Last year I made one of Blurb.com‘s weekly planners for a friend. It turned out really nice with a photo for each month and the front and back covers. This year they have even more options and with their BookSmart tool it is an afternoon or evening project. There are other planners out there that you can customize with photos but in my searching I didn’t find one that will let you add important dates.
Of course you can design your own planner from top to bottom in Adobe InDesign but that isn’t an afternoon project and BookSmart gives a surprising amount of control. Which ever route you take I think it would be fun to put together a family planner with historic photos and important dates from the past. Click on the image below to a Blurberati Blog post about their weekly planner.
I thought I would make a template of this project available for you to download. I’m using Dropbox and I’m relatively new to it so I hope it works as desired. If you’ve not used an Adobe InDesign template before it is very easy. Just open the template as you would any document and then you can add pages and drag the desired master page for chapter headings and newspaper articles. You can customize it anyway you would like. If you want to edit the original template than you should make sure you open the original file. Think of the template as a starting place. This template is sized for a large landscape book on Blurb.com. To publish your finished book on blurb, download the pdf presets and export. Then upload the pdf to blurb and order you finished book. The cover template is for an image wrap book with 440 pages. So if your book is shorter you will need to make adjustments.
To download the files, click on the links below. One the page loads up it will look like gibberish, but don’t worry. Right click on the page and select “save page as” and save to your computer. Then you will be able to open the document in Adobe InDesign. (Sorry it has taken me all week to get this figured out)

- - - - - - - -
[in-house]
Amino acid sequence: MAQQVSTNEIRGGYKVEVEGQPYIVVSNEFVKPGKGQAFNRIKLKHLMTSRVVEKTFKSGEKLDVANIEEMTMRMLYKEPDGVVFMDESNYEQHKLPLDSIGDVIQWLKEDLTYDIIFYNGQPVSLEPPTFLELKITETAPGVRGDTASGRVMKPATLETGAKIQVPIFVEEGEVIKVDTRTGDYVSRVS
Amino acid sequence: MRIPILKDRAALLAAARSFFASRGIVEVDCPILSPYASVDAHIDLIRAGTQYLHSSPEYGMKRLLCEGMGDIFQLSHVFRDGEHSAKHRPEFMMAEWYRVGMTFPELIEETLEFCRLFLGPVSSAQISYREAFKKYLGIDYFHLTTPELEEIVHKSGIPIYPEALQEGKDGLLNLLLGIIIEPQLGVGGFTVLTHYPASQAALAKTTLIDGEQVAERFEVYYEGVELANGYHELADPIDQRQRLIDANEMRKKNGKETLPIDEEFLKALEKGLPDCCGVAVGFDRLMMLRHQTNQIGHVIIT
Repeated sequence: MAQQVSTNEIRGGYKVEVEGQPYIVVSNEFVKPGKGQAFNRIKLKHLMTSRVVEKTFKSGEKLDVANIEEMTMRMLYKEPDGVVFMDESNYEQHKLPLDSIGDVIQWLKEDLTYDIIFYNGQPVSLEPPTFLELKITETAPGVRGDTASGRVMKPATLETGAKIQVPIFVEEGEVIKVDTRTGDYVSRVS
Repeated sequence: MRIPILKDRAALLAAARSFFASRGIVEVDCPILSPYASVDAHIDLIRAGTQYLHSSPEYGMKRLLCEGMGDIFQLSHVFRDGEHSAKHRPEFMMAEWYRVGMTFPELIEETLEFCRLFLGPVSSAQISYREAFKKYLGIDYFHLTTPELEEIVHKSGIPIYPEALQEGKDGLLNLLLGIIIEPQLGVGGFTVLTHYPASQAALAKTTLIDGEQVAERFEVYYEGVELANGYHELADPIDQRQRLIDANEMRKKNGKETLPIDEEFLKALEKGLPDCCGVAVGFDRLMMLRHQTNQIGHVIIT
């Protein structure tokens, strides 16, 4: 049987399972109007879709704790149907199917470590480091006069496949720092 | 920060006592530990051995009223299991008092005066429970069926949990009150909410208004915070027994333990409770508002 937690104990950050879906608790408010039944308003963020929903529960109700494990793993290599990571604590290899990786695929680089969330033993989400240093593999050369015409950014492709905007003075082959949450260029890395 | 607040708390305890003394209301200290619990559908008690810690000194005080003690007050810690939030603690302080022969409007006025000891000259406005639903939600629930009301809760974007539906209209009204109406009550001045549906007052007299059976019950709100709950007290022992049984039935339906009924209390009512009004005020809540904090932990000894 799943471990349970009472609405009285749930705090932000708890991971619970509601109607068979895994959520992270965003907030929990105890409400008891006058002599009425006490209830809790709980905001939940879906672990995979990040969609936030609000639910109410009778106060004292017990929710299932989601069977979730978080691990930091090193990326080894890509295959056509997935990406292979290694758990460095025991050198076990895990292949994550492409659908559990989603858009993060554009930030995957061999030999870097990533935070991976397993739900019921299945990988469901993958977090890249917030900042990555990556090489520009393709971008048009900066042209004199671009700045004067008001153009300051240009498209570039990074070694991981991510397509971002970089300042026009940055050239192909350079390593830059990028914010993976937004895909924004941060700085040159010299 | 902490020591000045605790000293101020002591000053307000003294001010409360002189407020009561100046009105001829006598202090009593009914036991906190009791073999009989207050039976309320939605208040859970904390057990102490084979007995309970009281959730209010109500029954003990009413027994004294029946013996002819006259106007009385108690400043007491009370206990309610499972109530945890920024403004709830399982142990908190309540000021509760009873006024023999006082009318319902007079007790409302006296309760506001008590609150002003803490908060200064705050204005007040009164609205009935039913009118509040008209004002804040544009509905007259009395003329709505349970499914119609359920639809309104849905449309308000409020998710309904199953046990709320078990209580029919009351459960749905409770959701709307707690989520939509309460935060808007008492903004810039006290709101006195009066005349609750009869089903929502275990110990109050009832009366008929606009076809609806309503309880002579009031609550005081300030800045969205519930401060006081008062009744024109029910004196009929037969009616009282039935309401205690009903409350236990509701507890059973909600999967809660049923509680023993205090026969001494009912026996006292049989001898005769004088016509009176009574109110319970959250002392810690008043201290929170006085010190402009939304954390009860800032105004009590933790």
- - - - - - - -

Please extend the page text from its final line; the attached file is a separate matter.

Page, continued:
This post concludes my Europe 1952 project. If you have questions that I haven’t covered let me know and I’ll do what I can to answer them, possible with an extra post. It has been a fun journey over the last few months.
In the early stages of putting together this book, I decided to break it up into chapters for each country. (Germany ended up with two chapters because they re-entered Germany a second time.) So I put together another master page in InDesign to make it easy to have a consistent look for the beginning of each chapter.
master page for Chapter headings
The beginning of each chapter was a natural place to put the itinerary for each country along with a map showing the route that they traveled. On the map I included the mail stops where they could pick up letters from family and friends back home. I also had information about the money of each country and the exchange rates in 1952. My mom’s passport had lots of entry and exit stamps from her trip so I added those to the beginning of the chapter. I’ll go over how I put the route on the map and how I handled the passport stamps in an upcoming post.
I attended RootsTech this past February at the Salt Palace in Salt Lake City. There were lots of wonderful classes but I think my favorite was by Nancy Barnes “Use Adobe Creative Suite to Self Publish Your Family History Book”. I use InDesign, a page layout program that is part of Adobe Creative Suite all the time, so I wasn’t sure if I would learn anything in this class. But Nancy had lots of good information about developing an efficient workflow when putting together a book for publishing. I’ve learned some of her suggestions already and recognize the value of others from my own struggles. Nancy’s book “Stories To Tell: An easy guide to self publishing family history books & memoirs”, looks like it goes it to lots of details on how to get the book written and I’ll have to take time to read it. Here are some of the high lights of what I learned from her class.
Clean-up the manuscript (in MS Word or other word processor)
Mark places for images (with special characters such as ########)
Nancy taught us some tricks on how to use Adobe Bridge and meta files to put in captions. I haven’t tried this yet but it sounds slick. I’ll tell you about it and other more detail instructions on the step in other posts. Check out Nancy’s website www.StoriesToTellBooks.com. They offer lots of services from editing to book printing along with great information on putting together a family history.
Do you have a workflow plan that works for you? What software have you used?